Wrapping a farewell keynote address that spanned myriad emotions, Turner was reflective when asked about his next move. “That is in God’s hands,” he said, adding that “I’m going to take the time to soak it all in.”

While his term ends on December 31 this year and his future has yet to crystalize, Turner said savored each and every day of his term — and he is satisfied.

“Whatever comes next for me will be icing on the cake.”

Meet the dynamic duo behind the MFAH's French fine dining restaurant, plus our visit to Balboa Surf Club

What's Eric Eating Episodes 316 and 317

On this week’s interview episode of “What’s Eric Eating,” chef Alain Verzeroli and Felipe Botero join CultureMap food editor Eric Sandler to discuss Le Jardinier. Developed by Verzeroli, the French fine dining restaurant celebrates vegetables with seasonal menus that draw upon local ingredients.

The conversation begins with Verzeroli explaining how his first meal at a two-star Michelin restaurant inspired him to enter the world of professional cooking. Ultimately, he came to be employed by legendary French chef Joël Robuchon where Verzeroli would earn three Michelin stars as the executive chef of Le Restaurant de Joël Robuchon in Tokyo. He tells the incredible story of how he came to work for Robuchon, and, as he explains in the interview, how spending almost 20 years in Japan inspired him to create Le Jardinier.

“What I learned in Japan is respect for nature. They celebrate the sakura, the cherry blossom, the autumn leaves falling from the trees,” he says. “They have a sense of having a picnic to celebrate the cherry trees that only lasts a couple of days at most. Pausing the crazy rhythm of life just to be in tune with nature. For me, it was something I was discovering, this link to the rhythm of nature. That’s the reason I created Le Jardinier — to be more in sync with nature.”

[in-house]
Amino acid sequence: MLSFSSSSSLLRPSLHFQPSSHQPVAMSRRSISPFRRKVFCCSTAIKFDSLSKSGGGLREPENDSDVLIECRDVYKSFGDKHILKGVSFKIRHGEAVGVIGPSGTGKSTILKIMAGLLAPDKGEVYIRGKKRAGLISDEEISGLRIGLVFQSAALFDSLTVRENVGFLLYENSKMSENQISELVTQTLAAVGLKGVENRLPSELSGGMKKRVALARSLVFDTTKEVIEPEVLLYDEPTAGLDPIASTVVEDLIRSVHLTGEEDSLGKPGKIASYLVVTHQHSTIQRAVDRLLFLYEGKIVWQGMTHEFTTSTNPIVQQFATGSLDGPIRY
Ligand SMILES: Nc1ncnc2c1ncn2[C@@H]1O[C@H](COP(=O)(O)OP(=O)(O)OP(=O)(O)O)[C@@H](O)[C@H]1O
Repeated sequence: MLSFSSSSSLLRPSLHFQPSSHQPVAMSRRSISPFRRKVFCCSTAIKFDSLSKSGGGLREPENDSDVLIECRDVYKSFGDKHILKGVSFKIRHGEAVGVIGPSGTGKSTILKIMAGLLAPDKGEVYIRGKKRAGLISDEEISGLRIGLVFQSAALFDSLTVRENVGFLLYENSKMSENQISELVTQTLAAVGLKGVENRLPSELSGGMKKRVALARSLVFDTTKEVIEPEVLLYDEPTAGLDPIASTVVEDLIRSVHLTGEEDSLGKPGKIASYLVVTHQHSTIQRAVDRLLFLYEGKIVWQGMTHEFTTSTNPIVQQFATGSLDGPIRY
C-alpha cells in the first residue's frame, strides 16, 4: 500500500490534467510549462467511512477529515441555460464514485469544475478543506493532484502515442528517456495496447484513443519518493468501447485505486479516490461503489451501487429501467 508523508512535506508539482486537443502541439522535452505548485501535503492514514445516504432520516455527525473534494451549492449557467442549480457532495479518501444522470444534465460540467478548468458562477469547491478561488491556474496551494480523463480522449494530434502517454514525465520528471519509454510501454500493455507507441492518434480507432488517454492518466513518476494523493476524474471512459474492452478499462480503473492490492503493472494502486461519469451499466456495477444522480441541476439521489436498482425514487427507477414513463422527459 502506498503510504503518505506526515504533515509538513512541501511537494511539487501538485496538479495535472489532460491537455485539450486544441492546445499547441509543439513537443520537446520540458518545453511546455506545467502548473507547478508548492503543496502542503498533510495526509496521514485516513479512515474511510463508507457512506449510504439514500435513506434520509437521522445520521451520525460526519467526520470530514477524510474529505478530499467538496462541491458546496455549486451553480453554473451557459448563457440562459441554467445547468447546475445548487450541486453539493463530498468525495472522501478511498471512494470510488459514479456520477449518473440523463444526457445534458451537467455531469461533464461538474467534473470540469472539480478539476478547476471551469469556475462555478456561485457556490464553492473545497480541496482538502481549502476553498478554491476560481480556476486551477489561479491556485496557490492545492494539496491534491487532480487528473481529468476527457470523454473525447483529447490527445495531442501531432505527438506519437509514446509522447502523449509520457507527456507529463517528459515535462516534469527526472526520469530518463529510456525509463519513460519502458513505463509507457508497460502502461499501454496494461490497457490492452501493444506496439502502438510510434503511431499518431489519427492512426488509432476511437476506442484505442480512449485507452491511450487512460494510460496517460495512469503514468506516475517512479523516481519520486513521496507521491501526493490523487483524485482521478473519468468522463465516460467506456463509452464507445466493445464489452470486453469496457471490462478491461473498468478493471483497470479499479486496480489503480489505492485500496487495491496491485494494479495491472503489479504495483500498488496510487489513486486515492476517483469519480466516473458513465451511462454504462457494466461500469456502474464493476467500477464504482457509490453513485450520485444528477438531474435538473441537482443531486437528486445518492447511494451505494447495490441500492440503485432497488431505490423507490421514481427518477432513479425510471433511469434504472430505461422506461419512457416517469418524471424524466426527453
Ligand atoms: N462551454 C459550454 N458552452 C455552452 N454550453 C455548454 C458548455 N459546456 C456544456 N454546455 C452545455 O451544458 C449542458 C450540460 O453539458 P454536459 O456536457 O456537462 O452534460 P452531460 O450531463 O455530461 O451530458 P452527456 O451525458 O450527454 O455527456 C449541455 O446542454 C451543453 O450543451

Le Jardinier Felipe Botero Alain VerzeroliChefs Felipe Botero and Alain Verzeroli are this week's guests.Photo by Alex Montoya

Listen to the full interview to hear Verzeroli’s opinion on whether the Michelin guide should begin evaluating Texas restaurants. Botero offers insights into the restaurant’s day-to-day operations and previews its newly launched happy hour menu.

On this week’s news episode, Sandler and co-host Felice Sloan discuss the following topics: the Houston restaurants included in the New York Times’s latest list; the closures of Kim Son’s Stafford location and Pho Binh by Night; and the latest delays in the reopening of Montrose staple Baba Yega.

In the restaurant of the week segment, Sloan and Sandler share first impressions of Balboa Surf Club, the new seafood restaurant from the Dallas-based restaurant group behind il Bracco. After discussing their favorite dishes, they weigh in on when they would choose to dine at Balboa versus Navy Blue and Little’s Oyster Bar.


Subscribe to "What's Eric Eating" on Apple podcasts, Google Play, or Spotify. Listen to it Sunday at noon on ESPN 97.5.

CultureMap Wine Guy Chris Shepherd on a must-attend dinner at March toasting French wines

wine guy wednesday

Editor's note: Long before Chris Shepherd became a James Beard Award-winning chef, he developed enough of a passion for wine to work at Brennan's of Houston as a sommelier. He maintains that interest to this day. When Chris expressed interest in writing about wine-related topics for CultureMap, we said yes.

In this week's column, he tells us about a special wine dinner at one of his favorite Houston restaurants. Take it away, Chris.

March restaurant chefs and Jon Bonn\u00e9

Photo by Zach Horst

Chris Davies, Jon Bonné, and Felipe Riccio review the dishes at March.

Here we go! Have I got a wine dinner for you!

This Tuesday, October 3, the team at March will host renowned wine writer Jon Bonné for a one-night dinner celebrating the release of his amazing new book The New French Wine. If you don’t have this book, drive illegally fast to the nearest place to buy a book and get your hands on this one. If you work in a restaurant, a wine bar, or just frequent either of those places, you should have this book on the shelf.